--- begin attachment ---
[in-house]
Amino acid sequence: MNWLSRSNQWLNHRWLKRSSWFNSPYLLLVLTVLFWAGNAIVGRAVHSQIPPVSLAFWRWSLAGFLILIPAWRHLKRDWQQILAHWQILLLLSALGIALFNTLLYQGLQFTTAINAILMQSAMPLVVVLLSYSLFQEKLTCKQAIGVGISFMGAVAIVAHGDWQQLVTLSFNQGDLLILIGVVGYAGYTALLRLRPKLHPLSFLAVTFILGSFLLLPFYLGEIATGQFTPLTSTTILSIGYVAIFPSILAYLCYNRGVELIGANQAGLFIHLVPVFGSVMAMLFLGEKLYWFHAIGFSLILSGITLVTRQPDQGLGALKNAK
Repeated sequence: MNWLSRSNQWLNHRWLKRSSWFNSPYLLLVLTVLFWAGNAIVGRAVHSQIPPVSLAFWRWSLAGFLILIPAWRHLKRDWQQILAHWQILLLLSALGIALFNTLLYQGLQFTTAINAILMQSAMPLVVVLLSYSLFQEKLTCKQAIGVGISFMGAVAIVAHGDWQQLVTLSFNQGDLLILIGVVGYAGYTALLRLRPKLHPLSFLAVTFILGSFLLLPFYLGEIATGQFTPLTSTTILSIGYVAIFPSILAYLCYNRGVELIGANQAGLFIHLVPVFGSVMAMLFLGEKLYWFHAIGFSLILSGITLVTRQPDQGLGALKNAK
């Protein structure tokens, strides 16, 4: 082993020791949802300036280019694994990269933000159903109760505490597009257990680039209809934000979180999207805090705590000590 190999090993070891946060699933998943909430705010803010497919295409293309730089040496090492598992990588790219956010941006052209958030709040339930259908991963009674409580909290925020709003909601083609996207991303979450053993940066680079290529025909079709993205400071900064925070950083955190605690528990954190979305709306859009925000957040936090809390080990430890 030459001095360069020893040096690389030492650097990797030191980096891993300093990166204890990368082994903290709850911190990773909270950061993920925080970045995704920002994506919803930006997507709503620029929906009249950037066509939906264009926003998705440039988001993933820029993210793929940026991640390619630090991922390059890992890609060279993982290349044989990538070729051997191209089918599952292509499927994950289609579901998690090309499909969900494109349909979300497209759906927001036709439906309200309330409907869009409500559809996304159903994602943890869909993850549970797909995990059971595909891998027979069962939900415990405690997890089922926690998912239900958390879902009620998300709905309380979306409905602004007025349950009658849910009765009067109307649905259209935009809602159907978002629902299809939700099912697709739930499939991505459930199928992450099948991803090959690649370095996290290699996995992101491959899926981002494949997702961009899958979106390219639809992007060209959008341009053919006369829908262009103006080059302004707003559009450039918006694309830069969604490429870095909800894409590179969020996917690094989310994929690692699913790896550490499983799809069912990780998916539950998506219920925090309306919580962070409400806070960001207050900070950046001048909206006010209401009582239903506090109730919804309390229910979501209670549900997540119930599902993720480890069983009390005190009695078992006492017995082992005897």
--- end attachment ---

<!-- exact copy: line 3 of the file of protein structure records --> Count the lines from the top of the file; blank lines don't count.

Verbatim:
Repeated sequence: MNWLSRSNQWLNHRWLKRSSWFNSPYLLLVLTVLFWAGNAIVGRAVHSQIPPVSLAFWRWSLAGFLILIPAWRHLKRDWQQILAHWQILLLLSALGIALFNTLLYQGLQFTTAINAILMQSAMPLVVVLLSYSLFQEKLTCKQAIGVGISFMGAVAIVAHGDWQQLVTLSFNQGDLLILIGVVGYAGYTALLRLRPKLHPLSFLAVTFILGSFLLLPFYLGEIATGQFTPLTSTTILSIGYVAIFPSILAYLCYNRGVELIGANQAGLFIHLVPVFGSVMAMLFLGEKLYWFHAIGFSLILSGITLVTRQPDQGLGALKNAK